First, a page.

An office cleaner who saw a chequebook on a table helped herself to three cheques, Defence Attorney Clyde Allen acknowledged in Summary Court this week.
He was speaking on behalf of Bibi Camarzaman, who pleaded guilty to theft, uttering forged/false documents and obtaining property by deception.
Mr. Allen submitted that, because of the small amount of money involved plus the defendant’s exceptional circumstances, the offences did not warrant a sentence of imprisonment.
Crown Counsel Richard Barton Jr cited the guidelines for sentencing in cases of theft by employees. Theft in the work place is regarded as a breach of trust and generally warrants a custodial sentence, he indicated.
When the amount of the theft is less than 10,000 pounds sterling, a sentence of up to 18 months is indicated, with a discount for a guilty plea, he noted.
In this case, the thefts totalled CI$1,328.
Mr. Barton explained that the complainant worked in an insurance office. On receiving her personal bank statement, she found that three cheques had been used without her permission and someone else had signed her name.
The matter was reported to the Financial Crime Unit.
Investigations revealed that a man had cashed one of the cheques. The bank teller who cashed it had requested a photo ID and he produced a Cayman driver’s licence. After receiving $750, he handed it to the defendant.
Questioned by police the man said he had been asked to cash the cheque by a co-worker, who said it was for her sister.
Camarzaman initially denied asking the man to cash a cheque and she denied signing it. She also denied working for the cleaning agency at the time the cheques went missing.
She and the man were both charged and brought to court. She subsequently admitted her offences and the charges against the man were dismissed.
Mr. Allen told the court that when Camarzaman first appeared before authorities she was confused and upset. Officers recommended she get legal advice and, after doing so, she admitted what she had done.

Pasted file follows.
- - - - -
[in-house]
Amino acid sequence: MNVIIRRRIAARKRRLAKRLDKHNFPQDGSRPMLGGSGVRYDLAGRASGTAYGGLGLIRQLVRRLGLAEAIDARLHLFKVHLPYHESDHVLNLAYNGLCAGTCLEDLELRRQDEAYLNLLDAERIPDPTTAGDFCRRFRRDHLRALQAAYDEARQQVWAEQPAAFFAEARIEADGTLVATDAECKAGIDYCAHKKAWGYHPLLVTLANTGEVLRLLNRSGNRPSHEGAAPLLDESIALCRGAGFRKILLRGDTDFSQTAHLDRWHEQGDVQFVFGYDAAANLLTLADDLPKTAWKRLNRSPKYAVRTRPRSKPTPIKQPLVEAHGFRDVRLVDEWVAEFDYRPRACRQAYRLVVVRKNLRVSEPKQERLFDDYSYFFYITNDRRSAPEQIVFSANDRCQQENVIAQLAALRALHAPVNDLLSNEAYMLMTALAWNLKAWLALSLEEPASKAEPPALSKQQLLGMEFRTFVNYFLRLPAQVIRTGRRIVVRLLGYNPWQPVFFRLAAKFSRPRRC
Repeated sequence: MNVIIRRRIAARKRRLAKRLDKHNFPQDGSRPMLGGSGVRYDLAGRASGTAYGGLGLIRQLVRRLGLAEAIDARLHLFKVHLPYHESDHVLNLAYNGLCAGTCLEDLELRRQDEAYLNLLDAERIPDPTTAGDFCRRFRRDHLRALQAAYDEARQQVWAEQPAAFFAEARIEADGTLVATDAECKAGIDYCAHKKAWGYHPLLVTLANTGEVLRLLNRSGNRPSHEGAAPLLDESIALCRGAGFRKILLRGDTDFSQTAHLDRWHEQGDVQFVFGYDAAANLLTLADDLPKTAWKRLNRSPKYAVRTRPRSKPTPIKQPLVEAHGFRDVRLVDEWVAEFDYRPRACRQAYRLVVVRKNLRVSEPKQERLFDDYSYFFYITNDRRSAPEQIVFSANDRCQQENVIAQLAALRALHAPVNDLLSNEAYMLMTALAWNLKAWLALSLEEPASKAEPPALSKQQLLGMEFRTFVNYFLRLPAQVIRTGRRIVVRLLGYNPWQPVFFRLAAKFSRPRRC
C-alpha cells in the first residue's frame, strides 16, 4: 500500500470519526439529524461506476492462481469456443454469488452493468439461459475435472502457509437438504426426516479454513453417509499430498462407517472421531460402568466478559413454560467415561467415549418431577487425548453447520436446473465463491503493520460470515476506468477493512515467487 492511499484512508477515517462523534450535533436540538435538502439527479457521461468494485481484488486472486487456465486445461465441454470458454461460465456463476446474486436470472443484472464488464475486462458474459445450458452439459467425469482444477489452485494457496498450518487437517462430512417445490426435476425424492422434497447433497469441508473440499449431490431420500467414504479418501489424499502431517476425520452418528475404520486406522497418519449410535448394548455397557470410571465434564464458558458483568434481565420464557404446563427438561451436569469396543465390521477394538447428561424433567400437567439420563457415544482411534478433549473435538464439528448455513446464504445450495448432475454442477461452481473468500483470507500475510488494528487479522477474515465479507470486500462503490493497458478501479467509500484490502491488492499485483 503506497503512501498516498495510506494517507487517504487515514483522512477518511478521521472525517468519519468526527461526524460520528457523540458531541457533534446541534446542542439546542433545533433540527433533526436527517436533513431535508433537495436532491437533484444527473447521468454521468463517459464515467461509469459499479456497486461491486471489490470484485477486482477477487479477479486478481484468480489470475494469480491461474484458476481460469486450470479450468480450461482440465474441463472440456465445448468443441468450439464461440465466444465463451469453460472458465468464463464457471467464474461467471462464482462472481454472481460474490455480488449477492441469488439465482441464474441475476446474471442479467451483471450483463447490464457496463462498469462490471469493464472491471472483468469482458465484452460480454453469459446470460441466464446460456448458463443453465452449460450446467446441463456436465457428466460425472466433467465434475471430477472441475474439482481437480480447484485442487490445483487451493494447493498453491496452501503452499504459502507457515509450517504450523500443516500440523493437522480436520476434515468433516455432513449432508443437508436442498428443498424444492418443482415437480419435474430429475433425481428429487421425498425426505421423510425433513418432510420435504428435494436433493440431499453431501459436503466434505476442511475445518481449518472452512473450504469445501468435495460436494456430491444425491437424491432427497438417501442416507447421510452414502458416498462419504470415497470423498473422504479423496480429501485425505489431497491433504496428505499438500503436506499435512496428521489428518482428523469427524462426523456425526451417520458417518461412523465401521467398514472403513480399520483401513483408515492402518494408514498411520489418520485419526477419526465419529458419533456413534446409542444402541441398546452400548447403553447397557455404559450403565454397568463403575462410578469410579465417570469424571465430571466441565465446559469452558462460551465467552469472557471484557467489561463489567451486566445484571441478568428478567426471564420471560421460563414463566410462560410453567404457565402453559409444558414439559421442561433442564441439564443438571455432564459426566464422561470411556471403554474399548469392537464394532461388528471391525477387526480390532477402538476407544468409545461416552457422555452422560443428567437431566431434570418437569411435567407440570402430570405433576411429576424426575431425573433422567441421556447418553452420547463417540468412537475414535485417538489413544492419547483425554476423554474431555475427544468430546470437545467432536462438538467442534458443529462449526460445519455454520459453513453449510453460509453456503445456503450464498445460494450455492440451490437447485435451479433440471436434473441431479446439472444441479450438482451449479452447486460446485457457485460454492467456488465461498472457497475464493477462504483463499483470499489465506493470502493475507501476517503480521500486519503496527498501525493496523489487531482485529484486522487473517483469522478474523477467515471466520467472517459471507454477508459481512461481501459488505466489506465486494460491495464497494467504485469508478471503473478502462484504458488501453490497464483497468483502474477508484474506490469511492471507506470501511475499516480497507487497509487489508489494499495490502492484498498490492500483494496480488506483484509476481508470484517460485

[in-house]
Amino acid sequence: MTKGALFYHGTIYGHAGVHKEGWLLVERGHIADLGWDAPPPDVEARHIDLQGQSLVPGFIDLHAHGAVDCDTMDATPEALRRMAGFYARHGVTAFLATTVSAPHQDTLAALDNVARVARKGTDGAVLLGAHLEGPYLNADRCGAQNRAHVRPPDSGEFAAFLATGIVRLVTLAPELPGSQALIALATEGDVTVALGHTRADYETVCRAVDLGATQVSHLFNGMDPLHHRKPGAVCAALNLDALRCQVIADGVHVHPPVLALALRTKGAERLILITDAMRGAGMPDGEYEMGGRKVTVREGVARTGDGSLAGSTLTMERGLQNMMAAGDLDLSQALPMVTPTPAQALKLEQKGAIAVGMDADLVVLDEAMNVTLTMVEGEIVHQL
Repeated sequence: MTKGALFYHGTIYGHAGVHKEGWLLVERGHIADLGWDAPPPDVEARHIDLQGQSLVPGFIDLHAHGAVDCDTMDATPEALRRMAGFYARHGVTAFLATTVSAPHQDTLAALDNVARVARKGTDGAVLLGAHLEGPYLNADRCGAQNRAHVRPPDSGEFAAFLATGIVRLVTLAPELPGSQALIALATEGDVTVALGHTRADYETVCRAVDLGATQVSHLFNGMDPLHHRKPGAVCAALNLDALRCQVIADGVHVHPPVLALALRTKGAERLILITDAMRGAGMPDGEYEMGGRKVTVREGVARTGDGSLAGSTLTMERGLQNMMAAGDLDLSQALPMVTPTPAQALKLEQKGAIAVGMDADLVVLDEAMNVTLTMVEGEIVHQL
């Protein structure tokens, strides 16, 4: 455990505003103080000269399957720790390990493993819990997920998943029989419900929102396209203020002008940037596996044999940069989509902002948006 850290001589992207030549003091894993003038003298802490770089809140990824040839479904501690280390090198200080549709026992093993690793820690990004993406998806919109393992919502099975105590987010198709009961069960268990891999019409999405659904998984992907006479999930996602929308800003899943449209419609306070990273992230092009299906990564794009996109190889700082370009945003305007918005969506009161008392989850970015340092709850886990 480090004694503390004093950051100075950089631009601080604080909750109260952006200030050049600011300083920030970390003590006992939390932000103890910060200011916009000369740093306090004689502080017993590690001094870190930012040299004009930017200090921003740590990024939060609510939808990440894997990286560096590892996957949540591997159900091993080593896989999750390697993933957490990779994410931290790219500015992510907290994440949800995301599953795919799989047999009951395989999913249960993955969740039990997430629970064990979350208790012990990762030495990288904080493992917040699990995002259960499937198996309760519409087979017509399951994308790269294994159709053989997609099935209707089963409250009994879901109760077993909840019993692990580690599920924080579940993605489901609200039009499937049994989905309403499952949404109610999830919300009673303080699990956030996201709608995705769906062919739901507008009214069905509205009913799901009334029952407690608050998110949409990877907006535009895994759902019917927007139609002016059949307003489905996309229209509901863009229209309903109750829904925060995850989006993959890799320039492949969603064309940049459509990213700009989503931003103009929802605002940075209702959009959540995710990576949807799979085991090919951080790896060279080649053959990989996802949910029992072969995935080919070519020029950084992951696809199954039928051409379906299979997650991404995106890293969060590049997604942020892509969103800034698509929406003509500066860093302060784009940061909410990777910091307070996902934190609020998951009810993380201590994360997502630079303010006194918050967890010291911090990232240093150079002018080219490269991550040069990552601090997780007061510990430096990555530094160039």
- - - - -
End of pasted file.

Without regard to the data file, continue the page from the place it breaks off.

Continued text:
At the time she helped herself to the three cheques, she was under considerable stress, Mr. Allen said.
She had given birth to a baby girl and had come out of the pregnancy feeling somewhat depressed because she was not near her immediate family.
She tried to amend her work permit to allow her daughter to remain on the island, but was told she could not have her permit amended. She had to send the child to her family in Guyana.
This added to her depression. Meanwhile, her relationship with her husband began to deteriorate.
It was against this background that the offences were committed, Mr. Allen told the court. The defendant used the money to pay for food – she had been running accounts at various establishments and needed to pay them.
Now 22, she had come here from Guyana in August 2002. She has decided to return home and be with her family after her current work permit expires, Mr. Allen said.
He pointed out that the full amount had been paid back and Mr. Barton confirmed this.
In passing sentence, Magistrate Grace Donalds noted that the defendant had pleaded guilty at a relatively early stage and had made full compensation. She therefore imposed fines of $250 for each count of theft, for a total of $750. No separate penalty was imposed for the false documents of obtaining by deception.